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The sandwich generation

Best of the Triangle 2008 


The sandwich generation

The best places to go with your kids—and your parents

Kids & 'rentsJust parentsLocation guide

Friends of mine recently took their 5-month-old baby to three concerts in a single day. They caught Midtown Dickens at Brightleaf Square in Durham, then saw Arcade Fire and Superchunk salute Barack Obama in Carrboro, then headed to Chapel Hill for the Carolina Inn's Friday afternoon bluegrass show to see The Cadillac Stepbacks. Baby Michael, still portable in his pre-crawling state, happily absorbed it all (with the help of some baby earplugs).

"We just try to expose him to things we like," his mother told me, "in the hopes he'll like them, too."

I'm not as ambitious as Michael's parents, though I do hope to bring the kids up knowing there's more to culture than the mall, more to music than Hilary Duff, and more to cuisine than restaurants with animatronic mice and overpriced arcade games. Parenthood confronts you with corporate, consumer culture at a whole new level. With its kids' menus and ubiquitous advertising, it's just the path of least resistance.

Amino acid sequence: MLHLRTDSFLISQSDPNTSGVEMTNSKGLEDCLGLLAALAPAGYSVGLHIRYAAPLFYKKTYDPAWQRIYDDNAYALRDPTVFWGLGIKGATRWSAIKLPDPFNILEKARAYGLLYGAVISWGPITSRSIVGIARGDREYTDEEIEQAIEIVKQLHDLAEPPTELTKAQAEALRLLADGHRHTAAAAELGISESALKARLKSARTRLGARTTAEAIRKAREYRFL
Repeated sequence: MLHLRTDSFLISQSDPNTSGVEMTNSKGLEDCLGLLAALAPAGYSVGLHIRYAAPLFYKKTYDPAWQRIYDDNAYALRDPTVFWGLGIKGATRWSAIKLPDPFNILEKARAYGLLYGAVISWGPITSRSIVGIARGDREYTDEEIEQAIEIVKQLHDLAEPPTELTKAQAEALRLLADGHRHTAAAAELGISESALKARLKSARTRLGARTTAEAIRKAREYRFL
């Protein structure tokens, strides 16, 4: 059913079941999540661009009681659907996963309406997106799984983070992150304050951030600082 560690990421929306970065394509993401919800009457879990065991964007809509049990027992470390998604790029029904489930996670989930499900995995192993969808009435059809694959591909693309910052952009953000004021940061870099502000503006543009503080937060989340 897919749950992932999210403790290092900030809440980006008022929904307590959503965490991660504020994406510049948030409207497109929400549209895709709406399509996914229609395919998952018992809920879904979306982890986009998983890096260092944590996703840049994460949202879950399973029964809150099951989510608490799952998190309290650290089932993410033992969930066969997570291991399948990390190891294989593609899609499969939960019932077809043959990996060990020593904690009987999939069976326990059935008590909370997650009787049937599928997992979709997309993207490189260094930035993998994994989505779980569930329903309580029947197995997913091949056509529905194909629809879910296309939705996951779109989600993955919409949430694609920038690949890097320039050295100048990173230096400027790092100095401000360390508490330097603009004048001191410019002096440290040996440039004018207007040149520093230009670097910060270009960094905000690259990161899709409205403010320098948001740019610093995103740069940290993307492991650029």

But thanks to the Triangle's generally family-friendly culture, it is possible to resist without too much effort. Kids don't need licensed characters and Happy Meals. Mostly what they need are places to run around and make noise. It helps if there's food and entertainment that caters to them. And, of course, they need bathrooms.

But then, so do parents—including your parents, who might be visiting from out of town. Entertaining your 5-year-old son and your 65-year-old mom at the same time isn't difficult: Our list of the best things to do with kids includes many places you can also take your parents, spots unique to the Triangle, and many that put you and your entire family outdoors to enjoy the summer season. All of them, we hope, are things you'll enjoy, too. —Fiona Morgan

Pullen Park in Raleigh - ILLUSTRATION BY KEITH NORVAL

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